Berger also says if the structure is not deemed to be in danger of falling down, then it could open the door for hundreds of thousands of preservation dollars from the state to help its owners –Gateway Development– renovate it for an adaptive re-use, if they should so desire.
While demolition had already begun at site, all that’s been taken down thus far has been an outbuilding that once housed a chemistry lab. The actual Beaux Arts administration building, according to Berger, hasn’t been damaged, and is still very much worth saving.
* * * FOR IMMEDIATE RELEASE * * *
AREA CITIZENS ENGAGE TEAM OF PROFESSIONALS TO REHABILITATE BETHLEHEM STEEL ADMINISTRATION BUILDING AS THEY AWAIT RULING FROM LACKAWANNA
When: Wednesday February 13, 2012 – 12:30pm
Where: Lackawanna City Court – City Hall Steps
Contact Lackawanna Industrial Heritage Group: Dana Saylor, (716) 218-8525
The Lackawanna Industrial Heritage Group (LIHG) has engaged the services of a team of well-respected preservation and planning professionals. The group, funded in part by a private donation, will assist in creating both feasibility and adaptive reuse studies for the 1901 Bethlehem Steel Administration Building. Declared structurally sound by an August engineering report, LIHG wants to show the public just what is possible at the site.
They will announce more details during a press conference at 12:30pm outside Lackawanna City Hall on Wednesday, February 13th. This will take place before the 1pm hearing where a City court judge will rule on the lawsuit brought by the group against Gateway Trade.
One of the team members is Barbara Campagna, formerly the Chief Architect at the National Trust for Historic Preservation and a board member at the successful Richardson Olmsted Complex. She said, “We will create a plan for near and long-term development of this historic site by combining contemporary ideas and needs with a respect for our 20th century industrial story, providing cultural and economic benefits to the Lackawanna and Buffalo Niagara region residents and a destination for ever-increasing cultural heritage visitors. By preparing a comprehensive Feasibility & Adaptive Reuse Study, we will be using time tested planning tools to develop a responsible and sustainable approach towards the reinvention of the Bethlehem Steel Administration Building.
The building has everything we need to tell the story of our industrial heritage, connect it to our expanding and dynamic waterfront and demonstrate how preservation is one of the building blocks of economic revitalization in America and in Western New York. The Richardson Olmsted Complex, the Martin House, Larkinville, the Central Terminal. These were all places that had languished and deteriorated for decades but are now key to the remaking of Buffalo. Having spent the past 30 years involved in saving and rethinking the Richardson Olmsted Complex, I’m thrilled to have been asked to assist in the visioning of the Bethlehem Steel Administration Building.”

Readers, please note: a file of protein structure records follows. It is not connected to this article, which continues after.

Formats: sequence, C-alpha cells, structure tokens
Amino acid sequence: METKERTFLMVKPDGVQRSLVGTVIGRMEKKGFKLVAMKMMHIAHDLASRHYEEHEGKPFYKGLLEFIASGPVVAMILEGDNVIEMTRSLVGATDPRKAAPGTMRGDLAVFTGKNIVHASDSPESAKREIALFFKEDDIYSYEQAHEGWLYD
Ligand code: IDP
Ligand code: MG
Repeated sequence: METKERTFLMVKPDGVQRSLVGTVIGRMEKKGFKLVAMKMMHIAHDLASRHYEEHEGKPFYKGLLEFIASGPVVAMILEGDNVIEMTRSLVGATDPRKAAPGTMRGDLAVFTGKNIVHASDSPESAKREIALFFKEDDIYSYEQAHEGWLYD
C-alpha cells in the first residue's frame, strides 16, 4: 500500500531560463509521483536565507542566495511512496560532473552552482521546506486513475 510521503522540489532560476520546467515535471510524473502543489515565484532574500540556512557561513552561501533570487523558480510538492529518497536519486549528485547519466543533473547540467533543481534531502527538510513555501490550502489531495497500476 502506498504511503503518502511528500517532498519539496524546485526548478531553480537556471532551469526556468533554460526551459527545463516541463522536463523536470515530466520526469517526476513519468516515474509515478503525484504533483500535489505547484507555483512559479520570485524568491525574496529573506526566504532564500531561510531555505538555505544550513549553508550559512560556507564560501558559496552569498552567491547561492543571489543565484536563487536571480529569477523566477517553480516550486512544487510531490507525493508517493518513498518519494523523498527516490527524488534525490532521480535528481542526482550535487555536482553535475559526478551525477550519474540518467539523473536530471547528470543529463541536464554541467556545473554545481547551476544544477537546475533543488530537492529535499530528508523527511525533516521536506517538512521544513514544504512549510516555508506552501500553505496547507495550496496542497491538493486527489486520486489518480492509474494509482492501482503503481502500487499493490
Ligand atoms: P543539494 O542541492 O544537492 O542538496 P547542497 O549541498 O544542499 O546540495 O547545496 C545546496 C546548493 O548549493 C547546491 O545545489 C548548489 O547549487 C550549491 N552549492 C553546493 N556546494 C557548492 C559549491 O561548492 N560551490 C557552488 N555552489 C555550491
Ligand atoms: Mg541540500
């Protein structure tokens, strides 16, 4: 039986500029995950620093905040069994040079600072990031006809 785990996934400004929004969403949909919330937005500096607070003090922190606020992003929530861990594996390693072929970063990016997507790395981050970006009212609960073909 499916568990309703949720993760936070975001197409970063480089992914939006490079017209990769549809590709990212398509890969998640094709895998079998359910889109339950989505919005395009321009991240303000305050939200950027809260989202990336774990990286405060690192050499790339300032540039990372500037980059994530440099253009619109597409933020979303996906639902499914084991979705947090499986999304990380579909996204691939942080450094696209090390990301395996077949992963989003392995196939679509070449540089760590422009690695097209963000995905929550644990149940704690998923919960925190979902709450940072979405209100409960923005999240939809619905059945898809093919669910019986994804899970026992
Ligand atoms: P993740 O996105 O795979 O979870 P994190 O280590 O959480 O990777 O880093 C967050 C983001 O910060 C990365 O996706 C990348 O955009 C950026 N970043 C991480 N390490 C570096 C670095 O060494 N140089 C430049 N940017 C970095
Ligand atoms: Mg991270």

The LIHG will be pleased to share the group’s findings with the public, which will create jobs and facilitate economic development at this strategically important regional waterfront site.
Originally published by fixBuffalo.blogspot.com, “I’m Steel Standing in Court: Part I” written by David Torke, Feb 9, 2013.
The National Register eligible Bethlehem Steel Administration building in Lackawanna, NY has been under direct threat of demolition since May 2012. Over the course of the summer there were numerous attempts made to broker a deal with the building’s owner, however, those efforts ended unsuccessfully. The City of Lackawanna stayed its course and continued to argue for the building’s demolition. In late January, crews from Zoladz Construction began demolition, starting with the chemistry lab located in the back of the building.
Since then, the area’s preservation groups remained silent as if the building’s fate had been sealed. Preservation Buffalo Niagara issued a statement shortly after demolition began last month. “It didn’t have to end this way,” according to PBN’s Executive Director Tom Yots.
As the demolition began, a small group of activists which included Meagan Baco, Lesley Horowitz, Dana Saylor and myself focused on the next steps in saving this historically significant industrial icon.
Our research uncovered a previously withheld structural engineering report conducted last August by Klepper Hahn & Hyatt. This report was obtained through a Freedom of Information Act request and confirmed what we’d already suspected through our own photographic documentation: that the building is structurally sound.
The KHH report’s findings directly contradict Lackawanna Code Enforcement Officer Steven Bremer’s own observations and conclusions about the building’s condition.
It is unsafe to come in…the whole building is going to implode. – Steven Bremer Lackawanna Code Enforcement Officer, May 2012
We believe the overall building structure to be sound and not at risk of imminent collapse. – Klepper Hahn & Hyatt, August 2012
Within hours of reading the KHH report our group reviewed the case with attorney Richard Berger who advised us that there were grounds for a lawsuit. We proceeded to contact two additional attorneys Michael Raleigh and Paul Fusco-Gessick who were also brought in to work on the case. On Thursday, February 7th we held a press conference announcing our findings and our readiness to file the lawsuit against the building’s owner.
On Friday, February 8th a lawsuit was filed in Lackawanna City Court by attorney Richard Berger. The plaintiff is the Lackawanna Industrial Heritage Group, which was formed last year to raise awareness about the industrial history of Lackawanna NY and the building’s history. The group had previously protested the demolition action and in June held a public hearing on the future of the building with professional preservationists and Lackawanna Common Council President Henry Pirowski as panelists.